November 15, 2023
Often shortened to ‘fair share’ or ‘fair contribution’, numerous organisations and regulators have run studies to establish the viability of a fair usage type of fee being imposed on content application providers (CAPs, e.g., Netflix, Amazon Prime, and Microsoft), also called Big Tech, to support low telco margins and high infrastructure costs.
While the European Commission continues to mull over the matter and passing on the decision to the next commission, the Belgian regulator is the latest national regulator to announce their conclusions.
Following a draft proposal in May, the BIPT ran a consultation period during which it received commentary from 22 organisations, which have added to its conclusions on the impact of fair share on consumer welfare and the identification of data traffic.
On the drivers of data traffic, the study concludes that “it is a little too easy to state that Big Tech is causing these data streams”. While admitting that tech giants develop products that can fuel internet demand, ultimately it states that “it is the end-user who pays for the increasing data intensity: fixed subscriptions with higher speeds or mobile subscriptions with more data, cost more.”
It goes on to say that CAPs are already making substantial investments towards the wider infrastructure for instance through data centres and content delivery platforms which are both in the interest of Big Tech and ISPs.
“CAPs and ISPs have a mutual economic dependency due to the importance of both powerful networks and the availability of interesting content. It is in the interest of both an ISP and an Internet service to deliver content as reliably as possible to the end-customer, which entails significant investments for both parties.”
The Belgian regulator also points out the direct contradiction of such fair contribution to the open internet rule, also coined as net neutrality.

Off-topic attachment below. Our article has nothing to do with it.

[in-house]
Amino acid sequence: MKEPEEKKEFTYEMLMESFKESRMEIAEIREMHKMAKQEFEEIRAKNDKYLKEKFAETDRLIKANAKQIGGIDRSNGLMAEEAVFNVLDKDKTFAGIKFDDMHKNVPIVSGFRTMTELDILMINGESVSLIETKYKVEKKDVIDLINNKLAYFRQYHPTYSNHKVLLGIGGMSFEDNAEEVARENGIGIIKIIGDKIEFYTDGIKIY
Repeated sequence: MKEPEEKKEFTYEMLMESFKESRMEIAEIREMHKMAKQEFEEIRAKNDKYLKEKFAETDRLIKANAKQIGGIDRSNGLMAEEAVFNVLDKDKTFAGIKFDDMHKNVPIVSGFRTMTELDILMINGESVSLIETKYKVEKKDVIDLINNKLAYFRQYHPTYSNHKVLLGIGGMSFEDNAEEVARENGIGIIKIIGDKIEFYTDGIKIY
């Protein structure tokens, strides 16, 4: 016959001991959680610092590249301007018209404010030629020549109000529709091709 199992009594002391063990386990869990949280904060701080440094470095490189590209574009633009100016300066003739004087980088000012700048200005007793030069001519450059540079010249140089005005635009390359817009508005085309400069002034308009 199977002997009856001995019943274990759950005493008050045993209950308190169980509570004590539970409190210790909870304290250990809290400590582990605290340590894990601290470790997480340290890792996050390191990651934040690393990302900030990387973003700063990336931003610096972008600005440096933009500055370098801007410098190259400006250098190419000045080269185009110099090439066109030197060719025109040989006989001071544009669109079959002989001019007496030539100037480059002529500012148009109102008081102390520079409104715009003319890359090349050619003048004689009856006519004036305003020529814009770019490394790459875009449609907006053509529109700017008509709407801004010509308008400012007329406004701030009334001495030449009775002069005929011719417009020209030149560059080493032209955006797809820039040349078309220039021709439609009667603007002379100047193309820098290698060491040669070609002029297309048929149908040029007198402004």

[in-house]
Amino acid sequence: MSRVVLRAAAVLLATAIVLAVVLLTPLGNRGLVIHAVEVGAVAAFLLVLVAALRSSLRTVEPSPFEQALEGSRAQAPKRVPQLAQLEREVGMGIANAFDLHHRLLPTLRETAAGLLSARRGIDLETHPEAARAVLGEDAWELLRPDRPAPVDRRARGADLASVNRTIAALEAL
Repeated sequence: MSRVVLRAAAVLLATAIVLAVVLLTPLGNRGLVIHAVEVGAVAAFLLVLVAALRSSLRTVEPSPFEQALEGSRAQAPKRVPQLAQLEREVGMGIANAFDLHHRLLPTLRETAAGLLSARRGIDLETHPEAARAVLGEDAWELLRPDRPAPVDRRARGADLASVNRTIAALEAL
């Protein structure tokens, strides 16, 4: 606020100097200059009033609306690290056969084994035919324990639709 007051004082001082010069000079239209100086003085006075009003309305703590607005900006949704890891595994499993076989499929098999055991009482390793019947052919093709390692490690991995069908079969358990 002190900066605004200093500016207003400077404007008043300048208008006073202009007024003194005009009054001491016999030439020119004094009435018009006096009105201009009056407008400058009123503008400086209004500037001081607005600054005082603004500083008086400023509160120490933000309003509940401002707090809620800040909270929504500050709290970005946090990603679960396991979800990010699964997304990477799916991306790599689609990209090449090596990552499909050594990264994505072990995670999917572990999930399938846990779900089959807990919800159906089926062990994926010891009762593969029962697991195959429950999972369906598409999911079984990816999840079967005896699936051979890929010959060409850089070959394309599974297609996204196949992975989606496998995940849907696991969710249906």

It argues that a mandated fee would enable an ISP to alter a CAP’s traffic quality in an attempt to negotiate payments. Similarly, to avoid payments CAPs could remove direct peering or move their servers outside of the EU. These scenarios, the BIPT concludes, would have a direct negative impact on end-users resulting in for instance higher latency.
Fair contribution would also impact smaller and local CAPs, reducing their incentive to grow beyond the contribution limit, give international tech giants a competitive advantage as compared to local companies, and discouraging European companies from investments in data-intensive apps, big data, and cloud-computing.
Other risks cited include, fair share payments falling on the end-consumers and a lack of guarantee that “contributions will effectively trickle down to the public good such as investing in additional coverage or price reductions for consumers”.
Depending on the payment model itself, there could be additional disadvantages for the EC and/or local regulators, including additional costs to create a central fund to host payments and additional resources to monitor potential abuse of termination monopoly or circumvention of net neutrality rules.
The BIPT conclusions strongly resonate those of the German regulator who had commissioned its own study in 2021, with results published early last year. Other national regulators against fair contributions, albeit outside of the European Union (EU), include UK’s Ofcom who also concluded a lack of evidence for fair share.
While we await the EC’s decision on this matter after the new commission is chosen in 2025, it’ll be interesting to see how many other national regulators will follow suit.
Finally, as we’ve stated before, a more comprehensive review of telecom regulations in the EU may be more revealing on ways to foster improved telco margins instead of simply shifting costs to content providers.
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